Mary Elmes during the war years and in later life
The great events of our past – the wars and the genocides – are just a series of small steps strung together… steps that when looked back upon appear to be a seamless, momentous journey.
And because of that, we tend to overlook many of those very people who created the events that make history so extraordinary.
The name Mary Elmes is not one that conjures up any special memory to most people, and that’s probably just the way the Corkwoman would…
via Ireland’s Holocaust heroine | historywithatwist
Auschwitz III (Monowitz); Photo Credit
He fought against the Nazis and was sent to a concentration camp. There he spied on his captors and risked his life to save those he could. All that under…
Source: The Heroic World War Two Volunteer – Charles Joseph Coward
Interview with Holocaust survivor Israel Arbeiter. Sadly, it seems to end when you feel there must be a great deal more he wants to say.
Shimson Eizik Ovitz was a Romanian rabbi, a WWI era entertainer, and someone afflicted with pseudoachondroplasia. He was a dwarf. Ovitz fathered 10 children by two normal sized wives, Brana Fruchter and Batia Bertha Husz. Three of them grew to normal height, the other seven…
Source: May 19, 1944, The Seven Dwarves of Auschwitz – Today in History
This week, the world paused briefly to remember 27th January 1945 when the Red Army liberated Auschwitz. The press release from the White House, now improbably occupied by a man who has sur…
Source: Auschwitz: Photographs from Hell | Iconic Photos
When Stanisława Leszczyńska completed her midwifery degree never could she have imagined the impact it would have or the legacy it would leave. She was a Jewish prisoner in Auschwitz and she…
Source: Stanisława Leszczyńska: Auschwitz’s Jewish Midwife That Delivered 3000 Babies.
Frank Grunwald was just 12 years old when he and his family entered the concentration camps. Terezinstadt, Auschwitz, Melk, Mauthausen . . . he was in them all. Unfortunately, neither his brother n…
Source: Interview with a Holocaust Survivor | historywithatwist
A former SS sergeant admitted in court that he had served as an Auschwitz death camp guard. At the age of 94, he stood in…
Source: Auschwitz Guard Apologizes in Court
Auschwitz museum staff have uncovered jewellery hidden for 70 years inside a mug with a double bottom.
The “very well hidden” possessions, a gold ring and a necklace, were found by curators carrying out maintenance work on items in the museum.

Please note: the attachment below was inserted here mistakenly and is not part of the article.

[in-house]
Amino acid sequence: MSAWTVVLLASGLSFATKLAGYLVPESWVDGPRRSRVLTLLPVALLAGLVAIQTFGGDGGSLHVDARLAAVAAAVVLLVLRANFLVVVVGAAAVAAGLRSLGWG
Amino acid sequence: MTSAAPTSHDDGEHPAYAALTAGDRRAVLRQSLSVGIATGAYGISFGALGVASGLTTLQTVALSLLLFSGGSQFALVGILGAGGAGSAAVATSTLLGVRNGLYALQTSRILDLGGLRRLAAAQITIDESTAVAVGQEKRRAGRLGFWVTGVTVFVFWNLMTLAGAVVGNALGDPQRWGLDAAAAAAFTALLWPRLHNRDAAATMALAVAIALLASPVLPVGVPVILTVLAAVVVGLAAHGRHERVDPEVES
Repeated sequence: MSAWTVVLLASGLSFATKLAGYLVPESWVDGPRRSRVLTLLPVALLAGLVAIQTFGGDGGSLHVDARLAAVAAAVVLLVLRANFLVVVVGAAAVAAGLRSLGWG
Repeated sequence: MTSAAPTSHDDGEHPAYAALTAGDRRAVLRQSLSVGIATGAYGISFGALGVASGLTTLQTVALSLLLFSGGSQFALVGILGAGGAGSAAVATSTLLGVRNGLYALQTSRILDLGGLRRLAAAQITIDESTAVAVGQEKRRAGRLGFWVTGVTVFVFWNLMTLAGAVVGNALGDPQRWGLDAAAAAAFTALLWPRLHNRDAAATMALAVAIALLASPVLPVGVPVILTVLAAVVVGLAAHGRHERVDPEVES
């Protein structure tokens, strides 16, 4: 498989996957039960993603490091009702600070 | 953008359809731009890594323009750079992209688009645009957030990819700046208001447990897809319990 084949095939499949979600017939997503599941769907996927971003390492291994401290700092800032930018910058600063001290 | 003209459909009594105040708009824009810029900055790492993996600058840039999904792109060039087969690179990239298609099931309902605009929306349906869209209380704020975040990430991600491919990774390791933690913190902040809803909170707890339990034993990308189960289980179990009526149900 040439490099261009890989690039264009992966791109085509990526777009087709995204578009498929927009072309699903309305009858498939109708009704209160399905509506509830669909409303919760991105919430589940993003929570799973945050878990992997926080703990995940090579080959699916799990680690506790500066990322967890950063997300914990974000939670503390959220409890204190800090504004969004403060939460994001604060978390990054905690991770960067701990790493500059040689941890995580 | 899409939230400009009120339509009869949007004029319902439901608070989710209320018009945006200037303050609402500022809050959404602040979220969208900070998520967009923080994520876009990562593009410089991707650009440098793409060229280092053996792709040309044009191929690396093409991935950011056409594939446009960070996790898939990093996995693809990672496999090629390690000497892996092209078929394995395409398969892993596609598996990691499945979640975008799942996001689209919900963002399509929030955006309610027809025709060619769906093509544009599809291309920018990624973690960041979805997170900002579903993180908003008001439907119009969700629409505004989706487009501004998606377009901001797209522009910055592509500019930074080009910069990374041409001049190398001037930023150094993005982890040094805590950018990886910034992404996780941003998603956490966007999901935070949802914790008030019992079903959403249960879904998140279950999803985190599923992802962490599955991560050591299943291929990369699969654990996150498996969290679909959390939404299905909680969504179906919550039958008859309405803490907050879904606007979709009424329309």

It was found in one of thousands of enamelled…
Source: Auschwitz mug reveals secret possessions hidden for 70 years
Originally posted in The Guardian.
I was a Christian child. I went to Sunday school. In the cool church basement, I drew pictures of Jesus and his disciples. Then one day, in the playground, another child approached me. “Your dad is Jewish,” he said. “No he’s not,” I replied instinctively. But deep down, in some profoundly buried part of myself, I knew this was true.
I knew it was true while at the same time not understanding what it meant. Jewish was something that belonged to my friend Jordan – the one who had accused me – but what did it mean to be Jewish? Jordan brought matzah (unleavened bread) to school on Passover, and went to Hebrew school. He was studying for something called a barmitzvah. That was all I knew.
The year passed. Despite the fact I was almost 13, the Easter bunny still came. My younger sister and I hunted for eggs in the rooms of our suburban home.
Easter, I knew, meant rebirth. It meant dying and coming back to life. I felt, deep down, that rebirth could happen to me too.
I came to know the truth about my family’s history slowly. I first learned the facts – my great-grandparents died in Auschwitz; my grandparents came to Canada and hid their true identities. They had been assimilated, non-practising Jews and Canada in the 1940s was hugely antisemitic. They wanted no part of it.
Later, as a teenager, I understood this more profoundly – what it meant to hide who you are. The effort that had gone into their charade, and the…
via Auschwitz, memory and truth: how trauma passes down the generations | Life and style | The Guardian.
Originally reblogged on Rogues & Vagabonds.
LOCARNO – Israel and Germany are co-producing “The Interrogation,” a drama based on the autobiography of Auschwitz founder and commander Rudolf Hoess, held responsible for 1.1 million deaths. Israeli company Daroma Productions says the film marks “the first time a Jewish director deals with the Holocaust and gives a voice to the perpetrator.”
The director is Israeli filmmaker and film scholar Erez Pery, making his feature film debut. Pery also wrote the screenplay, based on Hoess’s book “Commandant of Auschwitz.” He is artistic director of the Cinema South International Film Festival in Israel and author of a Ph.D dissertation titled “The Cinematic Logic of the Nazi Death Camp and Its Influence on Modern Post War Cinema.”
Daroma Productions, which is among companies in attendance at the Locarno Film Festival’s First Look on Israeli Cinema spotlight, is co-producing this potentially powerful movie with Mathias Schwerbrock’s Film Base Berlin.
Film Base co-produced…
via Locarno: Drama On Auschwitz Founder Rudolf Hoess Being Touted As First Time An Israeli Director Will Give Voice To The Perpetrator (EXCLUSIVE) | Rogues & Vagabonds.
Leon Schwarzbaum welcomes the four-year sentence passed down at a court in Lüneburg, Germany, on Wednesday to Oskar Gröning, the former Auschwitz bookkeeper found guilty of being an accessory to the murder of 300,000 people. Gröning did not kill anyone himself, but prosecutors argued that by sorting banknotes taken from Jews arriving at Auschwitz, he helped support the regime responsible for mass murder
via Auschwitz survivor welcomes sentencing of Oskar Gröning – video | World news | The Guardian.